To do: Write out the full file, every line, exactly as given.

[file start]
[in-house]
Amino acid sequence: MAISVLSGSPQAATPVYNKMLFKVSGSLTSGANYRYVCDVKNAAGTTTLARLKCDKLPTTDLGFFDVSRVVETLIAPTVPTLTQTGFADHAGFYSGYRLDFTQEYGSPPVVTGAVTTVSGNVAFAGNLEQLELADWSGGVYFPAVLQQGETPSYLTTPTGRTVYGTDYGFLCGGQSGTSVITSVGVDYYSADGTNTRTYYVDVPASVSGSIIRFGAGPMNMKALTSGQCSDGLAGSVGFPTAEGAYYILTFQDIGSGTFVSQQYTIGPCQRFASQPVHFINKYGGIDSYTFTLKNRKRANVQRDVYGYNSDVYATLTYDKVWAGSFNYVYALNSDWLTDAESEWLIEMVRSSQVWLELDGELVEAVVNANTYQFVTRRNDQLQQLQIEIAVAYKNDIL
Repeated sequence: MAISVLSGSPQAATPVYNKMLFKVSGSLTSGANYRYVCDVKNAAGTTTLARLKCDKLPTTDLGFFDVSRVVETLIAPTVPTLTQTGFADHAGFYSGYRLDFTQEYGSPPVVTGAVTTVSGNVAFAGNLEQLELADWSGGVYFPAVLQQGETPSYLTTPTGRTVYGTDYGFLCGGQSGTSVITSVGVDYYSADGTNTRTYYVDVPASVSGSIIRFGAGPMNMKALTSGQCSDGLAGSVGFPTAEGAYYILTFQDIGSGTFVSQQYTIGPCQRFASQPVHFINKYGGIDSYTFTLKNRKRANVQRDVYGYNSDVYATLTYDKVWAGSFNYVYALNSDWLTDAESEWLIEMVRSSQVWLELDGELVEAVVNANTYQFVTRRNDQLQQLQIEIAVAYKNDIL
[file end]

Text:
[in-house]
Amino acid sequence: MAISVLSGSPQAATPVYNKMLFKVSGSLTSGANYRYVCDVKNAAGTTTLARLKCDKLPTTDLGFFDVSRVVETLIAPTVPTLTQTGFADHAGFYSGYRLDFTQEYGSPPVVTGAVTTVSGNVAFAGNLEQLELADWSGGVYFPAVLQQGETPSYLTTPTGRTVYGTDYGFLCGGQSGTSVITSVGVDYYSADGTNTRTYYVDVPASVSGSIIRFGAGPMNMKALTSGQCSDGLAGSVGFPTAEGAYYILTFQDIGSGTFVSQQYTIGPCQRFASQPVHFINKYGGIDSYTFTLKNRKRANVQRDVYGYNSDVYATLTYDKVWAGSFNYVYALNSDWLTDAESEWLIEMVRSSQVWLELDGELVEAVVNANTYQFVTRRNDQLQQLQIEIAVAYKNDIL
Repeated sequence: MAISVLSGSPQAATPVYNKMLFKVSGSLTSGANYRYVCDVKNAAGTTTLARLKCDKLPTTDLGFFDVSRVVETLIAPTVPTLTQTGFADHAGFYSGYRLDFTQEYGSPPVVTGAVTTVSGNVAFAGNLEQLELADWSGGVYFPAVLQQGETPSYLTTPTGRTVYGTDYGFLCGGQSGTSVITSVGVDYYSADGTNTRTYYVDVPASVSGSIIRFGAGPMNMKALTSGQCSDGLAGSVGFPTAEGAYYILTFQDIGSGTFVSQQYTIGPCQRFASQPVHFINKYGGIDSYTFTLKNRKRANVQRDVYGYNSDVYATLTYDKVWAGSFNYVYALNSDWLTDAESEWLIEMVRSSQVWLELDGELVEAVVNANTYQFVTRRNDQLQQLQIEIAVAYKNDIL